Our Heavenly Father longs to give us good things. He is the top broker in desert real estate and specializes in wilderness homes. He knows what we need and the deep desire of our hearts. More than anything He’s changed these hearts to trust Him with whatever He has planned. If it’s a cleft in the craggy side of the mountain we will go. If it’s a tent by the wash we will go. We know who He is. We trust His character and see His faithfulness. We believe God will make a way, even though we can’t see it now. We also believe there is no way for us to coordinate this plan for ourselves. There is freedom in this trust. Help will come. “God, please bring help. You know we give you every glory.”
We’ve had the most lovely past few days as a family. Thursday we went to bake goodies for the Ronald McDonald House. Friday I took the girls for haircuts. Dan came home to us hanging on the back patio listening to a family favorites playlist. We stayed out to see the sun set and much later. I whispered under my breath, “God I’ll never take this for granted.” Saturday we went downtown to an art show and had dinner with one another. Danica’s friend came to spend the night and they giggled and goofed off and Dan made a bonfire for S’mores. This morning was church and then Dan and I went for a long walk together. That’s a lot of life. Life I would never have if not here. I whispered as we walked quietly, “God, I’ll never take this for granted. Not ever.”
” . . . This is the story of how we reclaim the things that are lost. It’s also a story about how a home can be become sacred, and how in the process it can sanctify us as well. I can tell you these things because I have been in dark places–which is the only way any of us learns to love the light. . . Home is more than a place where we eat and sleep; it is where we learn grace, where we glimpse heaven. It is where we find or lose God, or perhaps where He finds us if we will only be still long enough to listen for Him.”-Tony Woodlief, Somewhere More Holy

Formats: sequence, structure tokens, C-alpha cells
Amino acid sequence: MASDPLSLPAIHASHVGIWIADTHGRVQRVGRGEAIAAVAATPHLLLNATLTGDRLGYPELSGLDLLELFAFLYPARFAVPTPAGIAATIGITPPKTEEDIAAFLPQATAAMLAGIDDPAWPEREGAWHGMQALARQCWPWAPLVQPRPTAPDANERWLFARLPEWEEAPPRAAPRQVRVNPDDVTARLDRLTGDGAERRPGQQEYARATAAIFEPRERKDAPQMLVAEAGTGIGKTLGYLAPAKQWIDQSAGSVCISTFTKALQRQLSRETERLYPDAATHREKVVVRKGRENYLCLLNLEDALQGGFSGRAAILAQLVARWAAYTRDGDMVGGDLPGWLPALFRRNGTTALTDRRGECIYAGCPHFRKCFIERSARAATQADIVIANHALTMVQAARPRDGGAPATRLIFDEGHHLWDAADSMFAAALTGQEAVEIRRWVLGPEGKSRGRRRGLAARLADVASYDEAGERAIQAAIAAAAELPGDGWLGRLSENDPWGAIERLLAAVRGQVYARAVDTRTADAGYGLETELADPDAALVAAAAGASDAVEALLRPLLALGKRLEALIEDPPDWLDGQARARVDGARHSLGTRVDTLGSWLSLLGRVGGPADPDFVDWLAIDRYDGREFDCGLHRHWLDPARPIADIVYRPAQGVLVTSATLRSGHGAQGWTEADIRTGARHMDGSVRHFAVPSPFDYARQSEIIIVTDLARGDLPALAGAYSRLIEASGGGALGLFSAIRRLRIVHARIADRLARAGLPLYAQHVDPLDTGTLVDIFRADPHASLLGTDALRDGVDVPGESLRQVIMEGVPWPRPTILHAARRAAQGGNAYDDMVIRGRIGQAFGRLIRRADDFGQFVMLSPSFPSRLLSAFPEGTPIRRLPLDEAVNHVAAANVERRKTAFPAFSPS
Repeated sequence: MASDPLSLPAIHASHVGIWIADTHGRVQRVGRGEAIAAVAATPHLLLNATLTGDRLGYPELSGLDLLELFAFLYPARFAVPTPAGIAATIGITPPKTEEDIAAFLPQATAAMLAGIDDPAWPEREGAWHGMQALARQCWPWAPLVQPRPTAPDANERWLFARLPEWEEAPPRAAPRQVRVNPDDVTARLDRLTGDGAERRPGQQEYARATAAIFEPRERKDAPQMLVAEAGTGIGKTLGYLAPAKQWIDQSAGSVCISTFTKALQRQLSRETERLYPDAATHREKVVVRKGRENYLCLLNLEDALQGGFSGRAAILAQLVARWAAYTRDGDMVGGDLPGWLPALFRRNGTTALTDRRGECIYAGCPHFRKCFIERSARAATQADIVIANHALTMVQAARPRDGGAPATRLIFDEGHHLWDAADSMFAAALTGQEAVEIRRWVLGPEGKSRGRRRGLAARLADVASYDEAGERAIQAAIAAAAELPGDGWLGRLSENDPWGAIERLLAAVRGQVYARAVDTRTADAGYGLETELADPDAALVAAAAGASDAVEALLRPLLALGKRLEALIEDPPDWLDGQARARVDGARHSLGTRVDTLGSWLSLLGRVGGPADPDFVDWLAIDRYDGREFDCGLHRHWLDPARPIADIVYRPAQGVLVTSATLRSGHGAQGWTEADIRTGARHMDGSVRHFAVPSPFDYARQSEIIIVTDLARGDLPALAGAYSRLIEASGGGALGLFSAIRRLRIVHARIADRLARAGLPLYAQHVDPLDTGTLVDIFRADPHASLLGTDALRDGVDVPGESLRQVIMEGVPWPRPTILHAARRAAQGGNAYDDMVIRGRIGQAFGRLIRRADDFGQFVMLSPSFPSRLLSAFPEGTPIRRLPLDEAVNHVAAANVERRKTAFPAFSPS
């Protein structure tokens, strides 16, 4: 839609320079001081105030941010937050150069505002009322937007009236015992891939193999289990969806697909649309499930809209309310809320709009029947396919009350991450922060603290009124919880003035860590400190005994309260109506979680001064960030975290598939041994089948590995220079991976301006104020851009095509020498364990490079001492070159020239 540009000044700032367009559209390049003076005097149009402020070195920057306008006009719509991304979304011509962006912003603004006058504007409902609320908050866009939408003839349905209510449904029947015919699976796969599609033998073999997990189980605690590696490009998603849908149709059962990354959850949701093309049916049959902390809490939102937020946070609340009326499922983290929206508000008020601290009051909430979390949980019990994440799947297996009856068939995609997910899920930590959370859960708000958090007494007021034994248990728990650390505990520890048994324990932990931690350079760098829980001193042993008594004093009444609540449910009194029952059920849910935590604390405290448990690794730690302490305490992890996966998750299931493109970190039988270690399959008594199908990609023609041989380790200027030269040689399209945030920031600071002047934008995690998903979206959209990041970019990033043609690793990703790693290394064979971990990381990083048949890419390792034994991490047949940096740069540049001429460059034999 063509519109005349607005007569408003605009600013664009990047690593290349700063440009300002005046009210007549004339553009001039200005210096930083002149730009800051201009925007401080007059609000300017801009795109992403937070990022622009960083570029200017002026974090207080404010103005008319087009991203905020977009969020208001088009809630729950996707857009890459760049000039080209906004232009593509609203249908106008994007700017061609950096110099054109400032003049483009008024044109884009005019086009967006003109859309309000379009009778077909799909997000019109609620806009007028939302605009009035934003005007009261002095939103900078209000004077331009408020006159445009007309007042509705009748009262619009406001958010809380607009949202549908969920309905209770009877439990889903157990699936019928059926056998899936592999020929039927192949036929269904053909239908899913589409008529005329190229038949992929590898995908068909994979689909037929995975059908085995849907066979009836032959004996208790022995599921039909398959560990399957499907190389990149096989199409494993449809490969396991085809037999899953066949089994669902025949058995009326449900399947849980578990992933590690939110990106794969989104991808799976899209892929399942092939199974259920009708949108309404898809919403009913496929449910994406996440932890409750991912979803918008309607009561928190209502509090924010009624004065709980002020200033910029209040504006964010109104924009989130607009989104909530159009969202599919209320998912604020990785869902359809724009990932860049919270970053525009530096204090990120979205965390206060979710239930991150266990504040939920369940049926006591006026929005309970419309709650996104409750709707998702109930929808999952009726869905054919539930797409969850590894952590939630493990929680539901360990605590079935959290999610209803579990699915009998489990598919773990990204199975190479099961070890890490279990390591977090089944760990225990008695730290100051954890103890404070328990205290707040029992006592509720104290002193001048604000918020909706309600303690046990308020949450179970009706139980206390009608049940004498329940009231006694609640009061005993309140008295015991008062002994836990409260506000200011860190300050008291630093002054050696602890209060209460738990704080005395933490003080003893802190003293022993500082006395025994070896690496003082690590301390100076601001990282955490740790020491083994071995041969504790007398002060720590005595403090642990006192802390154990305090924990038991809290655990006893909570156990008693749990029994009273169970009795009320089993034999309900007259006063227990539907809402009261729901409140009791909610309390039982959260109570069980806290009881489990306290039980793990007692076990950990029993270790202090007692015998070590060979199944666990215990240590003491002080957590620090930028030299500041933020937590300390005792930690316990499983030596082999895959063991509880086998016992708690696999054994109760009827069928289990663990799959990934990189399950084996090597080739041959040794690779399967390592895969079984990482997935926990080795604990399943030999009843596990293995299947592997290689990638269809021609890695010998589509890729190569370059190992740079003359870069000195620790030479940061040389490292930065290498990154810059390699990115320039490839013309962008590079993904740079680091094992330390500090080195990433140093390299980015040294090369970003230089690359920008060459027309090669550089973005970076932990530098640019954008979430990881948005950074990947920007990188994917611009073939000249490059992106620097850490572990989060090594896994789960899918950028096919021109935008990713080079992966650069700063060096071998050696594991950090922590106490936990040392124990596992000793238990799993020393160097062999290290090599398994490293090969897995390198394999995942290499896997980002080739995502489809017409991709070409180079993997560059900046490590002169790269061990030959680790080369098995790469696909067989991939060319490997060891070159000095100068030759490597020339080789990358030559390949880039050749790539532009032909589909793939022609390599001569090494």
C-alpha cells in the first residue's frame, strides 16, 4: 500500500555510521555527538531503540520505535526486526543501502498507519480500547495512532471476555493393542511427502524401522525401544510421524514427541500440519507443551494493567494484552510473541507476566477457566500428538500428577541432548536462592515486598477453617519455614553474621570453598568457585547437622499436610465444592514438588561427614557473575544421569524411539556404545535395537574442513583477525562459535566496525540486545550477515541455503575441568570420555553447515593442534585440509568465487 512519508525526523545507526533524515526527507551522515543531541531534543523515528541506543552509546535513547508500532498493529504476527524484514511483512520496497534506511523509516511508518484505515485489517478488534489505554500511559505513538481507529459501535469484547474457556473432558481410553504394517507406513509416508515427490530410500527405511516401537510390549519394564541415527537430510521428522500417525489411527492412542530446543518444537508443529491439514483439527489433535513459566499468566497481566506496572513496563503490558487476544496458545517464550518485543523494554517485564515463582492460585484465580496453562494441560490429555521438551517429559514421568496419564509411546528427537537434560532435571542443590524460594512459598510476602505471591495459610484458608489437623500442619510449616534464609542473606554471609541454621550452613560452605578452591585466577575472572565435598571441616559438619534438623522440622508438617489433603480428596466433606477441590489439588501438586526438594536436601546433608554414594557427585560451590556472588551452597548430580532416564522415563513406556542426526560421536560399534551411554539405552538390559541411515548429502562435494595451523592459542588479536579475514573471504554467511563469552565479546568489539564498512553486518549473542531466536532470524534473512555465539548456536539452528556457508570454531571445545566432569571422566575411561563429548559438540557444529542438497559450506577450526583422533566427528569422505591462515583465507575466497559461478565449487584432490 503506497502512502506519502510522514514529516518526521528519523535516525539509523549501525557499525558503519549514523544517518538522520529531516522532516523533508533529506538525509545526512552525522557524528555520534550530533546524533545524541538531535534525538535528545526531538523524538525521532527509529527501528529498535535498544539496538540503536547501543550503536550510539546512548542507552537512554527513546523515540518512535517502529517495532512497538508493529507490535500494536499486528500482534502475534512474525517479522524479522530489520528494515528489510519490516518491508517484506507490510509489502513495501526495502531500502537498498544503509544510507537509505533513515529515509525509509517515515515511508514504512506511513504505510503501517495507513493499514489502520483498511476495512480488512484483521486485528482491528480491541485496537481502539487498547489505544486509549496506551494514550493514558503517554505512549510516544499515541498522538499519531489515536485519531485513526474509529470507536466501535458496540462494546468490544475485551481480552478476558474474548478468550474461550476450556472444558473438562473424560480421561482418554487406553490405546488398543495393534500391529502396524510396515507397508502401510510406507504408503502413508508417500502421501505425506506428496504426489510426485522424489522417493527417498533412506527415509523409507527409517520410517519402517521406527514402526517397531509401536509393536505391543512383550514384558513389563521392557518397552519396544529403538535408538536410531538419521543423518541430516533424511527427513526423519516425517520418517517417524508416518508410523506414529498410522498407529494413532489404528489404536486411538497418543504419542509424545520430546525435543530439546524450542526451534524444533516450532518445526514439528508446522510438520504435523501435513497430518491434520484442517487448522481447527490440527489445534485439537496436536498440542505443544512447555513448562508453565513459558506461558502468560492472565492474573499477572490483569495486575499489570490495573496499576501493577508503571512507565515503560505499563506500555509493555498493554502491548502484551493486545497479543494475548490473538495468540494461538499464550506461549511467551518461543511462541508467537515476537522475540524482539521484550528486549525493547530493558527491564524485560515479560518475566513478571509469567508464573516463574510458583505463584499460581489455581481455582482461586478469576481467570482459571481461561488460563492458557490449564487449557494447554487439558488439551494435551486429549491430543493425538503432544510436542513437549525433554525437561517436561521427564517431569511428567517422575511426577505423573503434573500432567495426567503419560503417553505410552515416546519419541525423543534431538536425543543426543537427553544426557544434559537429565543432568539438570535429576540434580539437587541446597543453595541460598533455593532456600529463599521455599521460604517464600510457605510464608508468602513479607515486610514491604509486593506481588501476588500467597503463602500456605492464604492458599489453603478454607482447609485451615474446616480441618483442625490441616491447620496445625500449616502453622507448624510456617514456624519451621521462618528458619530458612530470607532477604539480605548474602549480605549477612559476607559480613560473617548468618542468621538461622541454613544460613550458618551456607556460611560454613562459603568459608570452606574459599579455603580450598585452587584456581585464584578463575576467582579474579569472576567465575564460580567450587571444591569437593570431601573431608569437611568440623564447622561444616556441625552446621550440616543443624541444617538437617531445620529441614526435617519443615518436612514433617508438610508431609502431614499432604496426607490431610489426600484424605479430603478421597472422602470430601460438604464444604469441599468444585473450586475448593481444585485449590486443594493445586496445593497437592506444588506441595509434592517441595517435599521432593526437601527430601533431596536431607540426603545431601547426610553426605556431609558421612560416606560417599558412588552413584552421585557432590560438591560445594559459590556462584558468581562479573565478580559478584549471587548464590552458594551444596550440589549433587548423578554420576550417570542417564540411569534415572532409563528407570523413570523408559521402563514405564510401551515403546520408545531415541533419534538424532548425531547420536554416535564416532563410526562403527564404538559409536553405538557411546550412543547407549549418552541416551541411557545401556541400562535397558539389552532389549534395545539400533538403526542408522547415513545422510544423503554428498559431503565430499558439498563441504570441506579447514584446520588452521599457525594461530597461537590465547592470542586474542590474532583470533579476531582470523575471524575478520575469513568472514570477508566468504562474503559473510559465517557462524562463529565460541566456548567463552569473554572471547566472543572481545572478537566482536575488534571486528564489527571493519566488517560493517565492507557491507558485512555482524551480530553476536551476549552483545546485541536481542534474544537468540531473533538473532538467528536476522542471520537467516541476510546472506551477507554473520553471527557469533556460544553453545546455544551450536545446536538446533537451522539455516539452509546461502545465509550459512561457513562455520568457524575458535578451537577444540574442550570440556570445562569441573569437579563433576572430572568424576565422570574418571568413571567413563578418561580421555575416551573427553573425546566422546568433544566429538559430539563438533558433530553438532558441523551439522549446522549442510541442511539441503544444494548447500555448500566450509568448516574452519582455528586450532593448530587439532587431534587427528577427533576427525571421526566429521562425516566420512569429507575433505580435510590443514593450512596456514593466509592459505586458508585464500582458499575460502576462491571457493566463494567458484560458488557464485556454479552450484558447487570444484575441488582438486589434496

Will you please pray for our family? Nothing is too hard for our God. Please pray for Dan’s work. That he will be recognized for his skills and commitment. Please pray for my sweet girls. They know the uncertainty about where we might live, and it’s hard on their hearts. Please pray for me. May I not miss a single glorious day in the place God’s given us and trust Him completely for everything we need for every good work. And I humbly ask you to pray for provision. Even so boldly as to ask for a secure long term home for us. Oh how I long to be rooted.
Thank you dear ones. You are God’s hands and hearts to us. Our Hope remains!